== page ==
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Synesius, Hymn 9

Synesius of Cyrene (c.370-c.413) was a Neo-Platonic philosopher who became bishop of Ptolemais in the Cyrenaica. He left behind a small corpus of texts that offer much information about daily life in Late Antiquity, and about the christianization of the Roman world.

Hymn 9, which must have been meant to be sung during the Easter celebrations and strikes the modern reader by its use of all kinds of pagan symbols, is offered here in the translation by A. Fitzgerald.

Hymn 9: Easter

[1] Most beloved august Offspring of the Virgin of Solyma,
to Thee, Blessed One, I sing.

Thou has expelled the serpent of the earth,
that fountain-head of treachery, from the garden of the Father,
even the serpent who offered the abjured fruit,
nourisher of troublous destiny, to the primal youth.

[2] To Thee I sing, Illustrious Father, that wearest the crown,
Son of the Virgin of Solyma.

Thou didst descend even to the earth, sojourner of a day,
bearing a mortal body, and didst go down beneath to Tartarus,
where death reigned over nations of souls in thousands.
And then shuddered at Thee the aged ancient Hades,
and his hound, the devourer of man, drew back from the threshold;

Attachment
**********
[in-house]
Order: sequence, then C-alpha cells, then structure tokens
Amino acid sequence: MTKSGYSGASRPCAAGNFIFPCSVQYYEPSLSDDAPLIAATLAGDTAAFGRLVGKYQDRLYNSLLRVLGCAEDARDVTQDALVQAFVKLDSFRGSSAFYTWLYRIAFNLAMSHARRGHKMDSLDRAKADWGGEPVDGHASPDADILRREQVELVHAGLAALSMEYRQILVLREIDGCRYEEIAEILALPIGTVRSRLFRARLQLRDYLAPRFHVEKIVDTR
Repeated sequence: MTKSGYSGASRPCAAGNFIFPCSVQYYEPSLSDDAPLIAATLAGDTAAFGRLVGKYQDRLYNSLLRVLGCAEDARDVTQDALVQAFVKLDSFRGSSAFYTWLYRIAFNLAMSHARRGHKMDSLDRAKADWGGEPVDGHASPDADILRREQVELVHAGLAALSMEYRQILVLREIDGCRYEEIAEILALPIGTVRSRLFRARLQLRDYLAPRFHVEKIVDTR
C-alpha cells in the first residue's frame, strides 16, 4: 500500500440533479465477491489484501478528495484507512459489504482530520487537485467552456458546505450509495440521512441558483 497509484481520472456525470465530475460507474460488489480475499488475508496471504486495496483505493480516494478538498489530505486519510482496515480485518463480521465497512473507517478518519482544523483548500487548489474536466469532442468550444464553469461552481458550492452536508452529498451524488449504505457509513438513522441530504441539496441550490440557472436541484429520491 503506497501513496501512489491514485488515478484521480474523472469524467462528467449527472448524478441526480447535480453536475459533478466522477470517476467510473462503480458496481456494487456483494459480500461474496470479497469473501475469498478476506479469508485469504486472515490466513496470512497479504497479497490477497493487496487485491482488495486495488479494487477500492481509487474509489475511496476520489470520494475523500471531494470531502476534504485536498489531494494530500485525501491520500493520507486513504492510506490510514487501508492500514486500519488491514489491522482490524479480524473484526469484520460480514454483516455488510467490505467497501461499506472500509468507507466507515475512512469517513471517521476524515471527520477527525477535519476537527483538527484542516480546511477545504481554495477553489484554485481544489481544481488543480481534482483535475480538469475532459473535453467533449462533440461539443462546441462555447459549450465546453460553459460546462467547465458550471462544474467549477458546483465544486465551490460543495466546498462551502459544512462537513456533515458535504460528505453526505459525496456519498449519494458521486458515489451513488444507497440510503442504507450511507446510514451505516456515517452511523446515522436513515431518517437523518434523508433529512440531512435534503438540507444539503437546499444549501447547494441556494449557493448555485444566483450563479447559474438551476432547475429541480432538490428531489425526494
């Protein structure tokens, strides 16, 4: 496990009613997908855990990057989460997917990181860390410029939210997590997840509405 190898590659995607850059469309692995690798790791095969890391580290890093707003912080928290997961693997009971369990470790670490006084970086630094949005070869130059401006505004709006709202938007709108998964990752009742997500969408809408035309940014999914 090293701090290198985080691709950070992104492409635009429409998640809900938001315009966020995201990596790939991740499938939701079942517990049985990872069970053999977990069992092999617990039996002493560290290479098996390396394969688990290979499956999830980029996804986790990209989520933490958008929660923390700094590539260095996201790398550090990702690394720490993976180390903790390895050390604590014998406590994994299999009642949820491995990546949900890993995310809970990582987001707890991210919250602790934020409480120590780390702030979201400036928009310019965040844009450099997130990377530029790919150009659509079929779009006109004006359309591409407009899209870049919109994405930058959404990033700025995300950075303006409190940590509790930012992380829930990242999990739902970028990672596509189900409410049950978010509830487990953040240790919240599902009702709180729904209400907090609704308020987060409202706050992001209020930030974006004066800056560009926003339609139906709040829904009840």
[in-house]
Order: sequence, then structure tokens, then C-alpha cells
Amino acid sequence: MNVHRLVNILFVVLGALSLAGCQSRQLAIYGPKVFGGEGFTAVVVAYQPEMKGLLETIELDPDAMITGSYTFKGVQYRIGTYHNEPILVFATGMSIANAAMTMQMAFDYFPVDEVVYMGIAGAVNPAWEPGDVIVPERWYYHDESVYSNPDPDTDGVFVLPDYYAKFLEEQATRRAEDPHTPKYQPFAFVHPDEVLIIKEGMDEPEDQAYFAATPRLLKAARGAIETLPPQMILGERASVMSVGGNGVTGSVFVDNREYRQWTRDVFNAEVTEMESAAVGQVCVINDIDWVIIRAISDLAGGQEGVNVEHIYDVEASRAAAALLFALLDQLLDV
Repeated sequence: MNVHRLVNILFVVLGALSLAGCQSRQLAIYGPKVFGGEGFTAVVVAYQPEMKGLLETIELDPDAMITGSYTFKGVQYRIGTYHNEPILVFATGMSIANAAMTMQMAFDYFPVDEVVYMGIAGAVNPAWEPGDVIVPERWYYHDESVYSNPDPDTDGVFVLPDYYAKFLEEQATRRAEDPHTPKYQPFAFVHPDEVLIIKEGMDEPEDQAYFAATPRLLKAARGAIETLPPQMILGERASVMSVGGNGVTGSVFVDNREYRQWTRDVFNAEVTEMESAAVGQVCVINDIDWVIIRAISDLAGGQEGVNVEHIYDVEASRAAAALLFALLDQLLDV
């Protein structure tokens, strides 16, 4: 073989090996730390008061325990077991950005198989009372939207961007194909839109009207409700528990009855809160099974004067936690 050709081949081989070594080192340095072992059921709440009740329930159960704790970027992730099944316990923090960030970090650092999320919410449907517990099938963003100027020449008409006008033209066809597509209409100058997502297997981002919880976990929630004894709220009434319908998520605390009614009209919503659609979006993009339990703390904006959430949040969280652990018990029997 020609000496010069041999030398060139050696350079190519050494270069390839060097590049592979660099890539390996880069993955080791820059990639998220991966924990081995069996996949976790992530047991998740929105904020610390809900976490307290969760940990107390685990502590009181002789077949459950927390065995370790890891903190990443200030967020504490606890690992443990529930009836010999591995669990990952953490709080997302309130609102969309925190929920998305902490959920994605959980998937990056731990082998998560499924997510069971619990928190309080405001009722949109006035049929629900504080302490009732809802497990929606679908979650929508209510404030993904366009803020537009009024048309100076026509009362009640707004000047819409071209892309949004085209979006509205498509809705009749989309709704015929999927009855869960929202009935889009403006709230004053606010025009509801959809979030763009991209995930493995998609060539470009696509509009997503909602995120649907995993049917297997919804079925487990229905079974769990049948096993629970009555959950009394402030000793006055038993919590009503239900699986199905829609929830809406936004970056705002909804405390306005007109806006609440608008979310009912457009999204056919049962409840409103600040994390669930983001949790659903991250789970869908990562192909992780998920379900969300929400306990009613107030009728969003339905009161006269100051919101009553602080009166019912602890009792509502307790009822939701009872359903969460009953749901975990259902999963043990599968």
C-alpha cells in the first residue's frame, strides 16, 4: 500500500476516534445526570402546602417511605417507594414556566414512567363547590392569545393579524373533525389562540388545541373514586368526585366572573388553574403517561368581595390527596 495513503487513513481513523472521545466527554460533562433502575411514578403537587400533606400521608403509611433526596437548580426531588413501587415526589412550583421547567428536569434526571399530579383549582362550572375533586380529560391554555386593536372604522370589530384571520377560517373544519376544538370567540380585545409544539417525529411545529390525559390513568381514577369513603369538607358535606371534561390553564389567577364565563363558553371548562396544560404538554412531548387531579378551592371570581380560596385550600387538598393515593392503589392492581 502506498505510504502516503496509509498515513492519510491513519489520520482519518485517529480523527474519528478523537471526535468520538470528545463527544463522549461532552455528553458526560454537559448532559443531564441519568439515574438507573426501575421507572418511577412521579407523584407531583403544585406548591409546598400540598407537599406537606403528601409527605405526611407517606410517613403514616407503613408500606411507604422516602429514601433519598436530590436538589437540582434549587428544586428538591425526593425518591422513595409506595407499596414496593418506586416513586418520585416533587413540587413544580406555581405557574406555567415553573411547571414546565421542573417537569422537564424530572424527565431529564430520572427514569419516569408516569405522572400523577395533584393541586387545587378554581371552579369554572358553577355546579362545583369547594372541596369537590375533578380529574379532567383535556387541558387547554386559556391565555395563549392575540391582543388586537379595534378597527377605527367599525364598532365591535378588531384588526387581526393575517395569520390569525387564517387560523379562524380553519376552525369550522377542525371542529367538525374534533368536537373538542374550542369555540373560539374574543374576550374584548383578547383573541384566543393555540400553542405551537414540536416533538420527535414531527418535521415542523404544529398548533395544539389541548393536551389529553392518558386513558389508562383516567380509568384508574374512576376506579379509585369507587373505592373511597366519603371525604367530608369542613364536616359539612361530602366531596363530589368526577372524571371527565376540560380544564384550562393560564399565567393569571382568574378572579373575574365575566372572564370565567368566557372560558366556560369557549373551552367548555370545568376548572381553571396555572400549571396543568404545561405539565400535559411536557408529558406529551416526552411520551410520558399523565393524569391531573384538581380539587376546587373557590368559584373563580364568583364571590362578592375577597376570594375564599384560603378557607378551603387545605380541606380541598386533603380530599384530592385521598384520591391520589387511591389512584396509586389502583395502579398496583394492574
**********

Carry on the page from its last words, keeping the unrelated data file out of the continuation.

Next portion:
and Thou, delivering choirs of righteous souls from their woes,
dost raise, with unpolluted bands, hymns to the Father.

[3] To Thee I sing, Illustrious Father that wearest the crown,
Son of the Virgin of Solyma.

The boundless races of demons throughout the air trembled
at Thy ascent, O King. The ambrosial choir of the stars immaculate
was seized with awe; and ether laughing, wise father of harmony,
blended upon the seven-stringed lyre a hymn of victory to Thy might.

[4] The harbringer of dawn smiled, the messenger of day,
and golden Hesperus, the star of Cythera.
The moon filling with a stream of fire its horned light,
led the way, the shepherd of the gods of night.

Titan spread out his far-flaming hair under the ineffable track,
and recognized the Offspring of God, Mind,
the Artificer of all that is best, and the origin of his own flame.

[5] But Thou, in winged flight, didst leap over the black of the azure sky,
and didst take Thy place amongst the inviolate spheres of the Mind,
wherein is the fountain of good things, the heaven that is kept secret,
where there is neither deep-flowing time that draggeth
with untiring foot the offspring of the earth,
nor the shameless destinies of matter's billowy depths,
but an age born of the distant past, though ageless itself,
old and yet withal ever young,
is to the gods the guardian of their eternal mansion.